For decades, students have used highlighters to color-code notes and to indicate key passages of research sources, but there is another, less common but equally
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writing assignment strategies
This article first appeared in The Teaching Professor on October 5, 2017. © Magna Publications. All rights reserved. I teach online at an open enrollment institution, which
Professors often believe students should arrive on campus knowing how to write research papers. Unfortunately, many do not. Download this free report for proven assignment strategies that are easy to implement.
Most professors would admit that they’ve found themselves frustrated when grading papers. Yes, sometimes those frustrations might stem from students ignoring your clear, strategic, and
Often the articles highlighted in The Teaching Professor are examples of pedagogical scholarship that could beneficially be done in many fields. That is the case with this piece on developing writing assignments, but it also contains content useful to any faculty member who uses writing assignments as a major method of assessing student learning in a course.
Most students in my developmental writing classes claim they “hate” writing. It’s a familiar refrain. But, it is less about “hate” and more about a lack of preparation in the subject area. They do not have sufficient experience with the writing process in order to understand what to do. It is not until they gain this experience and realize for themselves what is wrong and what is right with their own work will their writing improve. This personal realization has to happen. It is key to neutralizing their fear and boosting their confidence.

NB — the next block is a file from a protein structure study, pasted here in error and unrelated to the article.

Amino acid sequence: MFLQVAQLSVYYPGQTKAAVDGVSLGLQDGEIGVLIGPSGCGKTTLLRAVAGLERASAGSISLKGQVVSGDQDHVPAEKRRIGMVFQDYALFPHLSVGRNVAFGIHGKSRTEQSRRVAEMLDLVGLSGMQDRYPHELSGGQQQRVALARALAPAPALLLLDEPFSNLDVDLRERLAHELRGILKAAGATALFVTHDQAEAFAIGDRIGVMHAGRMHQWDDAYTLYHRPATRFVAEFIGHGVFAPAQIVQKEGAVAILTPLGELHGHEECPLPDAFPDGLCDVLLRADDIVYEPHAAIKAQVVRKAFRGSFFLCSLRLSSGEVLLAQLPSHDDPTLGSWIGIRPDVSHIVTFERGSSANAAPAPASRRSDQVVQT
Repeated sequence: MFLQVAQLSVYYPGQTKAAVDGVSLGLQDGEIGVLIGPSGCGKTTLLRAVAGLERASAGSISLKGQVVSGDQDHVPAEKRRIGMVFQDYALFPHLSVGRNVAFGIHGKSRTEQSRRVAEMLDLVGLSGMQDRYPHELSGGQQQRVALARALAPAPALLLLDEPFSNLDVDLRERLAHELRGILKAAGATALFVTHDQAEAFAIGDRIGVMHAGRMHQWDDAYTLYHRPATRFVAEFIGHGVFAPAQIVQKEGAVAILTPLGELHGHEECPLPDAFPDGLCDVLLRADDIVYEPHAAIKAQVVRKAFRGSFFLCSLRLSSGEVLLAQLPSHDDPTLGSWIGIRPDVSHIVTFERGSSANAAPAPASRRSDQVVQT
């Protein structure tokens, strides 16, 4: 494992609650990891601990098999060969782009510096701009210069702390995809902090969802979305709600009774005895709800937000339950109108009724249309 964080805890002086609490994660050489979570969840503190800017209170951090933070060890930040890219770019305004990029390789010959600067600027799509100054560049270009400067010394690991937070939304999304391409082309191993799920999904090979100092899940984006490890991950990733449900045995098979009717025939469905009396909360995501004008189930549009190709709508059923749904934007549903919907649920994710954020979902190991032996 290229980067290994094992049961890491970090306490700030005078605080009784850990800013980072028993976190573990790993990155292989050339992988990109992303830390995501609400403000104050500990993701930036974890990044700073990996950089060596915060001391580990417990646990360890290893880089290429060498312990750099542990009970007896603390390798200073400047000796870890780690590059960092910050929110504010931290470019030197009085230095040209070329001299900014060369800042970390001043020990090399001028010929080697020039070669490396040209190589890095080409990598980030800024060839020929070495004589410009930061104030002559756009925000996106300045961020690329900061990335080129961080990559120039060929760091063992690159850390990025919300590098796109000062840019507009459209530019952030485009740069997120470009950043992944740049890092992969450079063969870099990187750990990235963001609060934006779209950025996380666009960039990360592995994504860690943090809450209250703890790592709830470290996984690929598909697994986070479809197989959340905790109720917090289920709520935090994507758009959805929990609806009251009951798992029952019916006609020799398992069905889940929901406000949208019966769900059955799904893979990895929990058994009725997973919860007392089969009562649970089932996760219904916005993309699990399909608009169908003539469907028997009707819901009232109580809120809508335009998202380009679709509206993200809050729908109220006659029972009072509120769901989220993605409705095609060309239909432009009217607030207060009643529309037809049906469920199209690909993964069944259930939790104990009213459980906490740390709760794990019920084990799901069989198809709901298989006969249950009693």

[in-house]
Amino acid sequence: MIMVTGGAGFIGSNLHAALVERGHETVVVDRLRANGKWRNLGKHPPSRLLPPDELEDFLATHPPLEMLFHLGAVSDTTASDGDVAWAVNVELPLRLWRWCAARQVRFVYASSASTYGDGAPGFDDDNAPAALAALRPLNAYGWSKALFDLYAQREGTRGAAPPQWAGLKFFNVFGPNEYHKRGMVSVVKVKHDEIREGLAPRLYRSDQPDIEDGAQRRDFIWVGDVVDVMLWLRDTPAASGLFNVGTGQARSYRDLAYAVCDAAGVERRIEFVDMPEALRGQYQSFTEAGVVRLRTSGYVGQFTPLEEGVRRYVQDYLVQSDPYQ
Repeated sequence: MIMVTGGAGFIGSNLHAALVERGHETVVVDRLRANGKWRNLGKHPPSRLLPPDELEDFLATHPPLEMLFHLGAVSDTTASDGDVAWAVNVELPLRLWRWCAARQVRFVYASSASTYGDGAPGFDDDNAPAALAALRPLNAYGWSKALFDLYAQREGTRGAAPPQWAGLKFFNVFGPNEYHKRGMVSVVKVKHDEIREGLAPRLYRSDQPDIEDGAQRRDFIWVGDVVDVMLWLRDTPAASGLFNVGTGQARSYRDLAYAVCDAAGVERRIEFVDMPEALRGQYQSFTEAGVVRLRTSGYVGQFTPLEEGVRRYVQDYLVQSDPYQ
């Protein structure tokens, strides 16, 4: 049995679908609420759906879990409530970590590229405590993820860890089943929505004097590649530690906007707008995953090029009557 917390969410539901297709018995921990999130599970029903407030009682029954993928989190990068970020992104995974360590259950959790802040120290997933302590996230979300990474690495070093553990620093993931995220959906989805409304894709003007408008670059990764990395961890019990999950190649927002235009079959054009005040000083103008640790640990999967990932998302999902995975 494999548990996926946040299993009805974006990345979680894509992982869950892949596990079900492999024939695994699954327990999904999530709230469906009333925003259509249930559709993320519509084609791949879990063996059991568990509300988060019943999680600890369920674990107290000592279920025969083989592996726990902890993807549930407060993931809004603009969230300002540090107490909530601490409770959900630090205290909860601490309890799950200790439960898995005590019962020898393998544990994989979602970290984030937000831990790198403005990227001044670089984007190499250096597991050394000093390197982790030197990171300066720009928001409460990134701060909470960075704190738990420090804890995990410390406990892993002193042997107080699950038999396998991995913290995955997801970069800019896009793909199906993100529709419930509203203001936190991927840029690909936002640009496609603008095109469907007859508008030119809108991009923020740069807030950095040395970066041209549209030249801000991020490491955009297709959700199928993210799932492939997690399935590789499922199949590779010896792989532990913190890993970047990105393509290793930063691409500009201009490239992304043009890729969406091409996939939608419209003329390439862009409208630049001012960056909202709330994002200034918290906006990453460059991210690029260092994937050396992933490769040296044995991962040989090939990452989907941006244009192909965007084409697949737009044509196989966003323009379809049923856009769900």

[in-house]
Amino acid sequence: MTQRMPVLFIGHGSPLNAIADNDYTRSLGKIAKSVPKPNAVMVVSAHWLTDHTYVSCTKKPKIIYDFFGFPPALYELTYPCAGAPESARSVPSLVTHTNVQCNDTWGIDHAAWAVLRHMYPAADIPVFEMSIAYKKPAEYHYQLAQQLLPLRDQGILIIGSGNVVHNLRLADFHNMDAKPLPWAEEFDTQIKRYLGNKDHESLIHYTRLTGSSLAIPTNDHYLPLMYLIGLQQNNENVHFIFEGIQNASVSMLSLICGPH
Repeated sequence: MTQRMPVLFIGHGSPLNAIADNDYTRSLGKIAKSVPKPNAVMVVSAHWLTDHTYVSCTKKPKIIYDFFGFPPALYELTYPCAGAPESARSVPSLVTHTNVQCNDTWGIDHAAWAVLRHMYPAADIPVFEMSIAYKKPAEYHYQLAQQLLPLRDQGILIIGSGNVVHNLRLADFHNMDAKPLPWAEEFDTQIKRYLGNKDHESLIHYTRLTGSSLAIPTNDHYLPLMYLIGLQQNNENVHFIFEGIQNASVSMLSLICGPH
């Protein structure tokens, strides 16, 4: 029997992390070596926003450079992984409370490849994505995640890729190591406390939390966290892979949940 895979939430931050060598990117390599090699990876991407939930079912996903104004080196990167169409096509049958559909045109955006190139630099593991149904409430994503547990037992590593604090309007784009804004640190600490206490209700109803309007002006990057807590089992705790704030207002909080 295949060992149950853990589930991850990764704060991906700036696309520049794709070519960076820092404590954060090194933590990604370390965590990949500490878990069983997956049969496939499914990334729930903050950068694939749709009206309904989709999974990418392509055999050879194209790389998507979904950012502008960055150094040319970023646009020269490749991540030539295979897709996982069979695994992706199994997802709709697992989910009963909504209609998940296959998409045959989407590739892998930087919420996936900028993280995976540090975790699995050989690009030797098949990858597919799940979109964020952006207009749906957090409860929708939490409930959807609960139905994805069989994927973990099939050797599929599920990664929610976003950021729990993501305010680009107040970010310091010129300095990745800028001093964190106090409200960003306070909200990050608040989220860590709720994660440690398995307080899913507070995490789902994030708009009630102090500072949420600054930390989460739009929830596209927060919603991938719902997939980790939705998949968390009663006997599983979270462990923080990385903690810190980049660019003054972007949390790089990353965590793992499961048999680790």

I’ve been teaching composition at the college level since 1984, and have had the pleasure of working with students at several different institution types: a community college, a private college, and a research university. For 10 years, I served as writing program administrator at the University of California, Irvine, responsible for facilitating required first-year writing courses and for training new graduate students to teach composition. The first-year writing class is truly a rite of passage, a common experience for thousands of college students across the country every year.
Teaching to students’ strengths and interests can promote creative and critical thinking. But requesting creative responses often engenders the exact opposite of creativity. “Just tell me what you want me to do and I’ll do it.” “How many words does it need to be?” “What should I write about to get a good grade?” “I’m not creative.” Often these comments are accompanied with sighs, groans, or no responses at all (in the case of online students), indicating just how much students resist when asked to be creative. And these responses are even more prevalent in required and prerequisite courses. So how do we overcome the resistance and encourage creative ideas and thinking from our students?